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Mystery email delivery

We have an Exchange 2010 (SBS) server which is delivering small amounts of spam to a particular address that doesn't (or shouldn't) exist. The email appears to be being sent to nonexistantuser@domain.com and it's being delivered to user1@domain.com, user2@domain.com and user3@domain.com - This suggests it might be an address on an internal distribution list but we can't find anything to support this theory. It's only a small company so we've been through the Exchange mailboxes looking for this address but can't find it anywhere.

In short, it's being received on an address that shouldn't exist and it's arriving in several people's (but not eveyone's) mailboxes.

Looking at the header of the email, there's no evidence to suggest that it's being received on a BCC - the only email addresses mentioned are the sender and the unknown address on our client's domain.

The server is generally well configured and not set to receive 'catch all' emails.

The email also shows that it has been scanned for malware prior to delivery which suggests that it doesn't originate from within the local network since the scanning is outsourced and only scans external emails.

Any ideas?
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1 Solution
David AtkinTechnical DirectorCommented:

Have you tried running a query in active directory for the unknown email address? It may be setup as an alias for a group.

edz_pgtAuthor Commented:
Thanks - some interesting ways to find addresses there. However, this PowerShell command returns nothing (I entered the actual email address in the search string!):

get-recipient | where {$_.emailaddresses -match “foo@domain.com”} | select name,emailaddresses

Looks like the server isn't aware of this address?
David AtkinTechnical DirectorCommented:
Interesting.  Have you tried emailing the address yourself to see if it actually delivers?

Also, in your Anti-Spam settings do you have 'Black Messages sent to recipients that do not existing in the directory' ticked?    (Org Conf>Hub Transport> Anti-Spam> Recipient filtering>Blocked Recipients)
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What kind of SPAM filter are you using? I'm guessing your server may be the source of the SPAM and I'd investigate that. At DNS stuff there's a load of tools that can help you.

Here is the SPF record for domain.com it lists all the IP addresses in use for sending mail. Now you can try blocking those IP's using your Exchange tools or your firewall.

"v=spf1 mx ip4: ip4: ip4: ip4: ip4: include:rnmk.com include:custhelp.com include:salesforce.com include:emailbrain.com -all"

If you block mail from those IP's and you are still getting the spam make sure your SPAM filter is doing reverse lookups on domains and checking their SPF records.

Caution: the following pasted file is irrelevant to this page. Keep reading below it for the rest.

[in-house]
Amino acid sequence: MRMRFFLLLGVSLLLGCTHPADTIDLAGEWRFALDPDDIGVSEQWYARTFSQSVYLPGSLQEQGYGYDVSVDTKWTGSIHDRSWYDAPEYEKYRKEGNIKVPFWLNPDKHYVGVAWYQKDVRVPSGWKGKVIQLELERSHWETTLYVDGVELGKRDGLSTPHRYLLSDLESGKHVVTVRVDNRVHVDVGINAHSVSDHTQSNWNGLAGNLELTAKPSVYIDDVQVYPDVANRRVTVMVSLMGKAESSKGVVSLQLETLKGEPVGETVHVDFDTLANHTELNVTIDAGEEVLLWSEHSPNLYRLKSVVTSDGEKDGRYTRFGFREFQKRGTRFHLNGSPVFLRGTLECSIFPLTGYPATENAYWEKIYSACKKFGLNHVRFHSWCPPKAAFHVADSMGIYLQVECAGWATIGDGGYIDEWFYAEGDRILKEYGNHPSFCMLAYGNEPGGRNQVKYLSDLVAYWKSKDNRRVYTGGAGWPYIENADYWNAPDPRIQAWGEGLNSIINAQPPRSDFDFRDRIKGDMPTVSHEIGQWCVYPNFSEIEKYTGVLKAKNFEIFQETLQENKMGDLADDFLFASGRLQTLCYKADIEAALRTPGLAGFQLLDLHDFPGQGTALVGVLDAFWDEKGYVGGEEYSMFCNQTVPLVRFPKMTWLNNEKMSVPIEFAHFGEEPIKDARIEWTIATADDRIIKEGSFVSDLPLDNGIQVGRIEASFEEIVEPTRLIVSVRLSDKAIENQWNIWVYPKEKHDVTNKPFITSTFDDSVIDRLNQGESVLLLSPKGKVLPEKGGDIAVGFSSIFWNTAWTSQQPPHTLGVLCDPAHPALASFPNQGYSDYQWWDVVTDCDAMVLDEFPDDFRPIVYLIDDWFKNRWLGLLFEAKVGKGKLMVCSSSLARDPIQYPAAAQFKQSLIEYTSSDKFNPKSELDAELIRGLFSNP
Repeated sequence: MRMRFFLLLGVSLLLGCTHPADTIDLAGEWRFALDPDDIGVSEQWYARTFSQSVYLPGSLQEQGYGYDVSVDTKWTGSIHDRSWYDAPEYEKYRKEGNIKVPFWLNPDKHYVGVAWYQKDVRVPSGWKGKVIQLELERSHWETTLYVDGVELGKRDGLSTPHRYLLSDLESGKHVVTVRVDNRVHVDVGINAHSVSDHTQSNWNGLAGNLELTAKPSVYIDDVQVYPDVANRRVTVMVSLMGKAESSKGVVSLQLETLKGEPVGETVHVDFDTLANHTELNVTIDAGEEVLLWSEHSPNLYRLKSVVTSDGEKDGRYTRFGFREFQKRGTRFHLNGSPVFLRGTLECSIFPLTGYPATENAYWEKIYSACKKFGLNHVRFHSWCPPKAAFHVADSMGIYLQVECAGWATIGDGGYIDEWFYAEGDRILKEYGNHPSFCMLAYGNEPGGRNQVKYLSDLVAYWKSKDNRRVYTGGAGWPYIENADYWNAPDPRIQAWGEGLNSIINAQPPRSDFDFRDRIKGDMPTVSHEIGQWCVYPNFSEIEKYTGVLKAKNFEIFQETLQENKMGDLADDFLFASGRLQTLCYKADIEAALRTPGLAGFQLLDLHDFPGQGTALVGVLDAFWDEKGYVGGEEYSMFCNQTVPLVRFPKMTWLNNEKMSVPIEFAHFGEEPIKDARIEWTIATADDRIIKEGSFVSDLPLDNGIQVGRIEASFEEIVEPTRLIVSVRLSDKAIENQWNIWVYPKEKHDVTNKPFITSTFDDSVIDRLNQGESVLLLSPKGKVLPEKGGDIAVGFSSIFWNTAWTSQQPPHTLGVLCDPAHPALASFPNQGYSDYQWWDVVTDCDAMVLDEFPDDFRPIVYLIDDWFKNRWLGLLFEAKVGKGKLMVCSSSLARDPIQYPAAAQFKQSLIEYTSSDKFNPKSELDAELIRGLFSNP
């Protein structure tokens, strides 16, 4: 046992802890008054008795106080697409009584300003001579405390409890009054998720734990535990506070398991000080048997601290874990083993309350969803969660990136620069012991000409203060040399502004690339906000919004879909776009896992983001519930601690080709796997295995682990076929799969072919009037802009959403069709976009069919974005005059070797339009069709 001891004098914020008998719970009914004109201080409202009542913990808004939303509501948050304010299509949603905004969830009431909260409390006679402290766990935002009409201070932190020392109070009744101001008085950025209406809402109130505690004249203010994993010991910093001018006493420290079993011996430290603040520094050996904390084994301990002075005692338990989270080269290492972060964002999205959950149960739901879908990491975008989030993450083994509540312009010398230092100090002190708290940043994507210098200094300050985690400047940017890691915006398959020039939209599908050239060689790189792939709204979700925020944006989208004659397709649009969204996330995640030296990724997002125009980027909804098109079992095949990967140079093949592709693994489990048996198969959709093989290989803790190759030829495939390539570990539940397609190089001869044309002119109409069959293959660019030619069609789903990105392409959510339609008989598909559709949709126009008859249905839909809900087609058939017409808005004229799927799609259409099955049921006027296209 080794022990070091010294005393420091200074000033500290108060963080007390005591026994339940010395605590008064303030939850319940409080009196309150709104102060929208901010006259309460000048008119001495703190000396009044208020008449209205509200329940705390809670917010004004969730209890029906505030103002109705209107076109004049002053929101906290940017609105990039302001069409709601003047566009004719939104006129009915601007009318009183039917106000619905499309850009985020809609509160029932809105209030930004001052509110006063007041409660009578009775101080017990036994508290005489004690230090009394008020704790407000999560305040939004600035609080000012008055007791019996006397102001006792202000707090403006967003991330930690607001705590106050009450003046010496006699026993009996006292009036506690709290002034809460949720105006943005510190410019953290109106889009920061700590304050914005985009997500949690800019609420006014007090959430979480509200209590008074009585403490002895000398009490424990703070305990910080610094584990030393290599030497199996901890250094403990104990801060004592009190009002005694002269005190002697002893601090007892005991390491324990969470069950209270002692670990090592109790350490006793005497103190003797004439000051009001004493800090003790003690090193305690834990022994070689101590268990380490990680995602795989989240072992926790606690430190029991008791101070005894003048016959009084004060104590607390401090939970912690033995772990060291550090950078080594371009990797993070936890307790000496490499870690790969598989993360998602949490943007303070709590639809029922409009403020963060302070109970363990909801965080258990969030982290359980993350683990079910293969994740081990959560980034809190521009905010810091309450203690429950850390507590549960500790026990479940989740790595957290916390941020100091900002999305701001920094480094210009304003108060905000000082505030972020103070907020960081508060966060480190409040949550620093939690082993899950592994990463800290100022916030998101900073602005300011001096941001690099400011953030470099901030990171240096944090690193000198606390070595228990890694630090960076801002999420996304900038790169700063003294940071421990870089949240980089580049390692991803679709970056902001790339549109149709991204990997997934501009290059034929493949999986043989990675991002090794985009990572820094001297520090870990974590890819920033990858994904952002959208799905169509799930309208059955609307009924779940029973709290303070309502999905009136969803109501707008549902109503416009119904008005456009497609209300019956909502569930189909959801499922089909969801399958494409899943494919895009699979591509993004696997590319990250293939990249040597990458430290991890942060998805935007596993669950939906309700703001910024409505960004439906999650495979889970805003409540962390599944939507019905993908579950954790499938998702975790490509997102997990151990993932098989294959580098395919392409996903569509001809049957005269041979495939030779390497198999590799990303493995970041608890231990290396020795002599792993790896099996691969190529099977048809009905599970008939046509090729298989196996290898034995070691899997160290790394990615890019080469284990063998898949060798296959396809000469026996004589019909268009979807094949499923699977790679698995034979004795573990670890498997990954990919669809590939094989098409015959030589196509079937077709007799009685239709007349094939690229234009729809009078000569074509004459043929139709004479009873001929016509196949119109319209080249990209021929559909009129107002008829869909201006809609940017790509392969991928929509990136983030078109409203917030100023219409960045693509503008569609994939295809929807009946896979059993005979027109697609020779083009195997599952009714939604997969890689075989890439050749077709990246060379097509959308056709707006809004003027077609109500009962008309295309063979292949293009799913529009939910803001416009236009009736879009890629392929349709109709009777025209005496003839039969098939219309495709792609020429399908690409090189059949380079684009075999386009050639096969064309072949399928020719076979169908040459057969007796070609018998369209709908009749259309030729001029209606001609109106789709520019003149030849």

edz_pgtAuthor Commented:
Good thinking.

Yes, there's a tick in that box.

Sending an email to that address from outside actually bounces back as undeliverable so this must be being sent some other way.

I'd like to have someone send an email internally but they've all gone home now.

Am I correct in thinking that the header code in an email message will always display the receiving email address even if it's received on a BCC address?
I've done a test using a couple of unrelated email addresses and and I can see the BCC'd address in my received test message. I would just like to rule this out though.
David AtkinTechnical DirectorCommented:
You could log into OWA as the admin and send the message.  If you don't get a bounce back then check the tracking logs to see where its gone.
Simon Butler (Sembee)ConsultantCommented:
Sounds like standard spoofed sender spam.
Looking in the headers for evidence of BCC isn't going to help, because there will be none - otherwise it wouldn't be a blind copy.

Standard spammers technique is to put an email address in the target domain in the To line, BCC all other recipients, in the hope that the email admin has whitelisted their own domain.

If there are headers then it is coming from outside, so you need to look at the whitelisting to see if the domain has been whitelisted.

David AtkinTechnical DirectorCommented:
The price of on line email filtering is relatively low now. It would be worth considering it.

I can recommend Spambrella.
edz_pgtAuthor Commented:
Hi Simon,

I'm not sure why you'd say that. I tested the BCC theory before I suggested it. I agree that showing all BCC addresses in the header as it goes to each recipient doesn't happen and would be stupid. However, each recipient does see their own address in the header as in the following header. This header was taken from the email received by the BCC recipient in my test:

Delivered-To: bcc-address@recipient2.com
Received: by with SMTP id 3csp144600pah;
        Mon, 3 Feb 2014 07:48:36 -0800 (PST)
X-Received: by with SMTP id r1mr634812eep.113.1391442516299;